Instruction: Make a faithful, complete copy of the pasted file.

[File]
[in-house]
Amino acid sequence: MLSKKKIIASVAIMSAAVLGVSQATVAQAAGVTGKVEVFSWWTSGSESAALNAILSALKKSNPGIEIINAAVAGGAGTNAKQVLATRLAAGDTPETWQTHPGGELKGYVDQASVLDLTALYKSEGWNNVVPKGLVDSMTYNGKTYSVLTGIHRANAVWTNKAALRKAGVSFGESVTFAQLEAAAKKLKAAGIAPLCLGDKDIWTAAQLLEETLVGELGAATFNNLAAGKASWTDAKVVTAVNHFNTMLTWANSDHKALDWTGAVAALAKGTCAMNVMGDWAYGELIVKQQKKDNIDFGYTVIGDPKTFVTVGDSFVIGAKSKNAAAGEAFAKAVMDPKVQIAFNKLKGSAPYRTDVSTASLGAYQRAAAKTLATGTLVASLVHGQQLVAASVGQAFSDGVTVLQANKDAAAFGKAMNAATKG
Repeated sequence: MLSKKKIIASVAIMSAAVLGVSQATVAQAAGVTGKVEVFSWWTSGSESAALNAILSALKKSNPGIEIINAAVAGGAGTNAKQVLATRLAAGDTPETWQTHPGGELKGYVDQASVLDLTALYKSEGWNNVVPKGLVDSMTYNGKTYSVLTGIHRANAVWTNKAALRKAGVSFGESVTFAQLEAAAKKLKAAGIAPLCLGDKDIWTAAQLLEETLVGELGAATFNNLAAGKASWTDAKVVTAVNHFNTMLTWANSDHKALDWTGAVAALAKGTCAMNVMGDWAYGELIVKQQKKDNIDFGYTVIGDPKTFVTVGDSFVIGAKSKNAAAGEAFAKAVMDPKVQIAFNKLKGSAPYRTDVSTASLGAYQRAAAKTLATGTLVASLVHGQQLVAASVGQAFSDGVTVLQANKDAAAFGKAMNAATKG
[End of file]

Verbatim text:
[in-house]
Amino acid sequence: MLSKKKIIASVAIMSAAVLGVSQATVAQAAGVTGKVEVFSWWTSGSESAALNAILSALKKSNPGIEIINAAVAGGAGTNAKQVLATRLAAGDTPETWQTHPGGELKGYVDQASVLDLTALYKSEGWNNVVPKGLVDSMTYNGKTYSVLTGIHRANAVWTNKAALRKAGVSFGESVTFAQLEAAAKKLKAAGIAPLCLGDKDIWTAAQLLEETLVGELGAATFNNLAAGKASWTDAKVVTAVNHFNTMLTWANSDHKALDWTGAVAALAKGTCAMNVMGDWAYGELIVKQQKKDNIDFGYTVIGDPKTFVTVGDSFVIGAKSKNAAAGEAFAKAVMDPKVQIAFNKLKGSAPYRTDVSTASLGAYQRAAAKTLATGTLVASLVHGQQLVAASVGQAFSDGVTVLQANKDAAAFGKAMNAATKG
Repeated sequence: MLSKKKIIASVAIMSAAVLGVSQATVAQAAGVTGKVEVFSWWTSGSESAALNAILSALKKSNPGIEIINAAVAGGAGTNAKQVLATRLAAGDTPETWQTHPGGELKGYVDQASVLDLTALYKSEGWNNVVPKGLVDSMTYNGKTYSVLTGIHRANAVWTNKAALRKAGVSFGESVTFAQLEAAAKKLKAAGIAPLCLGDKDIWTAAQLLEETLVGELGAATFNNLAAGKASWTDAKVVTAVNHFNTMLTWANSDHKALDWTGAVAALAKGTCAMNVMGDWAYGELIVKQQKKDNIDFGYTVIGDPKTFVTVGDSFVIGAKSKNAAAGEAFAKAVMDPKVQIAFNKLKGSAPYRTDVSTASLGAYQRAAAKTLATGTLVASLVHGQQLVAASVGQAFSDGVTVLQANKDAAAFGKAMNAATKG